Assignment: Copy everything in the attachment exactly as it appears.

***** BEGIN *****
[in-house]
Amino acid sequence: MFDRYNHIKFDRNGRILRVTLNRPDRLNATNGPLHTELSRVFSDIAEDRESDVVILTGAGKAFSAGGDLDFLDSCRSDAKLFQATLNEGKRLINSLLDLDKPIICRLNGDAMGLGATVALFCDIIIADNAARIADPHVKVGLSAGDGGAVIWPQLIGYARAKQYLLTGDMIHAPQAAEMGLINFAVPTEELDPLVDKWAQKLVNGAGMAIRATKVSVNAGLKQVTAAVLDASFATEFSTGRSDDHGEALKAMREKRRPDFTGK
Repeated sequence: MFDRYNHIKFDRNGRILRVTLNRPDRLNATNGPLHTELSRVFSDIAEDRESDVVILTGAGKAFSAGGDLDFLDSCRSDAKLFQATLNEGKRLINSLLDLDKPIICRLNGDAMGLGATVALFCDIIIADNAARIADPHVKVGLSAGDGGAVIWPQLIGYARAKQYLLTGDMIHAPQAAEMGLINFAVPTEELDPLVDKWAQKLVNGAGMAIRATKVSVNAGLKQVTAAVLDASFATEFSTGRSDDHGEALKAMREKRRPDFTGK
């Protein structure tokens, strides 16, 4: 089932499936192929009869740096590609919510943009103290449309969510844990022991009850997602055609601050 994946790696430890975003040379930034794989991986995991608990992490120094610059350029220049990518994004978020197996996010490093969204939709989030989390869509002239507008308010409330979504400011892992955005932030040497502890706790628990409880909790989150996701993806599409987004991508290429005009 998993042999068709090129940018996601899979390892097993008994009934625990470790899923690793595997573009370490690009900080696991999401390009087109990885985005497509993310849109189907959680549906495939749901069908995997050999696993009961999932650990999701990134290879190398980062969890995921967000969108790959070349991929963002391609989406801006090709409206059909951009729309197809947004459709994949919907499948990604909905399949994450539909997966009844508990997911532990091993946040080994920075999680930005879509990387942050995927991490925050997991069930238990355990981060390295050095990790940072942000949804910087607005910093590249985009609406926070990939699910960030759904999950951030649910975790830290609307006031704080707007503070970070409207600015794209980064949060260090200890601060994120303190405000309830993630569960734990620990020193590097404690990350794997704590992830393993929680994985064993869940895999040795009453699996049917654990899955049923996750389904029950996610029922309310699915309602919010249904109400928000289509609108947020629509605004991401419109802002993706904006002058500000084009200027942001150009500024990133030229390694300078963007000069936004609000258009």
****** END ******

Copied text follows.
[in-house]
Amino acid sequence: MFDRYNHIKFDRNGRILRVTLNRPDRLNATNGPLHTELSRVFSDIAEDRESDVVILTGAGKAFSAGGDLDFLDSCRSDAKLFQATLNEGKRLINSLLDLDKPIICRLNGDAMGLGATVALFCDIIIADNAARIADPHVKVGLSAGDGGAVIWPQLIGYARAKQYLLTGDMIHAPQAAEMGLINFAVPTEELDPLVDKWAQKLVNGAGMAIRATKVSVNAGLKQVTAAVLDASFATEFSTGRSDDHGEALKAMREKRRPDFTGK
Repeated sequence: MFDRYNHIKFDRNGRILRVTLNRPDRLNATNGPLHTELSRVFSDIAEDRESDVVILTGAGKAFSAGGDLDFLDSCRSDAKLFQATLNEGKRLINSLLDLDKPIICRLNGDAMGLGATVALFCDIIIADNAARIADPHVKVGLSAGDGGAVIWPQLIGYARAKQYLLTGDMIHAPQAAEMGLINFAVPTEELDPLVDKWAQKLVNGAGMAIRATKVSVNAGLKQVTAAVLDASFATEFSTGRSDDHGEALKAMREKRRPDFTGK
């Protein structure tokens, strides 16, 4: 089932499936192929009869740096590609919510943009103290449309969510844990022991009850997602055609601050 994946790696430890975003040379930034794989991986995991608990992490120094610059350029220049990518994004978020197996996010490093969204939709989030989390869509002239507008308010409330979504400011892992955005932030040497502890706790628990409880909790989150996701993806599409987004991508290429005009 998993042999068709090129940018996601899979390892097993008994009934625990470790899923690793595997573009370490690009900080696991999401390009087109990885985005497509993310849109189907959680549906495939749901069908995997050999696993009961999932650990999701990134290879190398980062969890995921967000969108790959070349991929963002391609989406801006090709409206059909951009729309197809947004459709994949919907499948990604909905399949994450539909997966009844508990997911532990091993946040080994920075999680930005879509990387942050995927991490925050997991069930238990355990981060390295050095990790940072942000949804910087607005910093590249985009609406926070990939699910960030759904999950951030649910975790830290609307006031704080707007503070970070409207600015794209980064949060260090200890601060994120303190405000309830993630569960734990620990020193590097404690990350794997704590992830393993929680994985064993869940895999040795009453699996049917654990899955049923996750389904029950996610029922309310699915309602919010249904109400928000289509609108947020629509605004991401419109802002993706904006002058500000084009200027942001150009500024990133030229390694300078963007000069936004609000258009």